Litter Box Training for Dogs
Have you ever wondered about training your dog to go potty inside? Turns out, litter isn't just for cats! Training your dog to use a litter area, pee-pad, or fake grass is a great way to ensure that your dog can have their needs met while you're away from the house, in a meeting, or sleeping.
Litter training your dog is also super convenient for people who live in small apartments, live on the upper floor of apartment complexes, or have dogs with mobility issues. Finally, if you live in places where grass is scarce, litter training your dog can be a good compromise.
Litter training your dog is easiest with a small dog or young puppy. It will be challenging to train a larger dog to reliably use a pee-pad; and likewise, it will be hard to train an already housebroken dog to go indoors. To get started, you'll need:
- A crate or playpen larger than your dog so they have room to move around
- The substrate you want to train them on: pee pads, litter, fake grass, etc.
- Food, water, and treats
First Steps In Litter Training Your Dog
First, set up your training area so that the crate/playpen houses food, water, and the training material with room to move around. Next, you'll put your dog in the area and just let them free feed and drink. If they're a puppy, they'll usually have to go potty within an hour after eating and drinking. Keep them in the playpen and encourage them to go potty on the substrate. When they do, give them lots of treats and praise: just like you would when housebreaking your dog.
You'll want to repeat this a few times. If you want your dog to go potty exclusively indoors, taking them outside in between training sessions may slow your progress. Additionally, be sure to clean the substrate each time your dog goes to the bathroom, to help keep it as an attractive place for them to go.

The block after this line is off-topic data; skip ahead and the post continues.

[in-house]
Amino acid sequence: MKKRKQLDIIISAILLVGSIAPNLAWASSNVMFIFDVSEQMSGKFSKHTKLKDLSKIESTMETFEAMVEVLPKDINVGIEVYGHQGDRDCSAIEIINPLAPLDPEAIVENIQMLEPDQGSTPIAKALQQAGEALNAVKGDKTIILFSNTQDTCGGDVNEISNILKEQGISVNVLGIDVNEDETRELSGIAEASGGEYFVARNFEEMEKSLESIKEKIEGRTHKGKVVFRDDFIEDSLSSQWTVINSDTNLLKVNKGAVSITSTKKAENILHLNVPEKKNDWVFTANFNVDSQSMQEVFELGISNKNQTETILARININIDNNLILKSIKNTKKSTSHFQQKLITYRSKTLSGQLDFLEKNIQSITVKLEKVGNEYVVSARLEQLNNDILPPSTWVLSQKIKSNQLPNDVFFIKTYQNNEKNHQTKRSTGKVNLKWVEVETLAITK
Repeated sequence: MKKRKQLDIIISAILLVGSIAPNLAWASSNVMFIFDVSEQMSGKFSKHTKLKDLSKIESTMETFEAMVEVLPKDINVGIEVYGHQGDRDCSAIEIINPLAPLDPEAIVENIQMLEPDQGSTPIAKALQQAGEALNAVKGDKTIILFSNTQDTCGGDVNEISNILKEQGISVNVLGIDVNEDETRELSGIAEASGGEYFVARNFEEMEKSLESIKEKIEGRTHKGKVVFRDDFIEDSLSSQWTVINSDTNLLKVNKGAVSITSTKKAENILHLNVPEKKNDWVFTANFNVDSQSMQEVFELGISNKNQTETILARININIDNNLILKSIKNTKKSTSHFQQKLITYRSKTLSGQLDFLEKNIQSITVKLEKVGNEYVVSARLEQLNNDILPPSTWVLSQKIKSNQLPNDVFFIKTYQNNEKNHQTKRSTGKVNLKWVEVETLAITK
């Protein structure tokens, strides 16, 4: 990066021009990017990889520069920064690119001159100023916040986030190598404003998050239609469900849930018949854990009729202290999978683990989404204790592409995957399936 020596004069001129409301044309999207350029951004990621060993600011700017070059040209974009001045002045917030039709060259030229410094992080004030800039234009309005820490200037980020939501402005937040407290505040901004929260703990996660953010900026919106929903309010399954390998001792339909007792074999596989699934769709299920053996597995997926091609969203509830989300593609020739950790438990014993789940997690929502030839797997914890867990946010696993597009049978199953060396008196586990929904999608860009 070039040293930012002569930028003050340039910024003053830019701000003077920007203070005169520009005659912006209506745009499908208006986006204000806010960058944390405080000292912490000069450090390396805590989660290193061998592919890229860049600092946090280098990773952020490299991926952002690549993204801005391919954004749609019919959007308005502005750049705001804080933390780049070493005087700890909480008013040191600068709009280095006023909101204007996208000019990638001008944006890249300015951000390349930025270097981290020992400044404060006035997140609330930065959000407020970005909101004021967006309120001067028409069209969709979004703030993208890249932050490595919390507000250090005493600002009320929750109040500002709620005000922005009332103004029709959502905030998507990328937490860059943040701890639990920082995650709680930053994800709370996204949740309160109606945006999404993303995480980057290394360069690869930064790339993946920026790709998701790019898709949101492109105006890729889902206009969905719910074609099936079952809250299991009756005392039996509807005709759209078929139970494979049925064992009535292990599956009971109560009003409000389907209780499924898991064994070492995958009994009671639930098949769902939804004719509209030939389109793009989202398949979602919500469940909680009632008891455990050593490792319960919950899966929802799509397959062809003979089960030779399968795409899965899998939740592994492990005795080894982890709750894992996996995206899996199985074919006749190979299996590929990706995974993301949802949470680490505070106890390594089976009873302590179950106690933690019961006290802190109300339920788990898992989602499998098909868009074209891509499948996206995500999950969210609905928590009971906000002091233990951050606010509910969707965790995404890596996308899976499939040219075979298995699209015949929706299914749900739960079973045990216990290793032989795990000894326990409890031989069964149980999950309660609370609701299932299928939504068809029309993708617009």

Finishing Your Dog's Litter Training
After your dog can reliably go on the substrate, you'll want to take steps to finalize the behavior. Changing one thing at a time is an easy way to keep your dog successful in their litter training. After you change, get a few successful training sessions before changing something else. Some things you may want to change include:
- Removing the playpen/crate from around the litter area
- Moving the litter area to a new location in your house - don't put it in a dark corner though. Make it convenient for your dog!
- Reducing the size of the litter area. But there should still be enough room for your dog to stand/squat without missing the substrate.
If your dog struggles with any step you take, just go backwards, build their confidence, and try again. And remember: dogs need their litter area cleaned after every use, unlike cats. It may be helpful to buy multiple sets of the substrate so you can easily change them out in between uses.
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The best part about litter training a dog? It'll be easier to train future dogs if you add dogs to your household! They'll be able to see your older dog doing their thing, and mimic.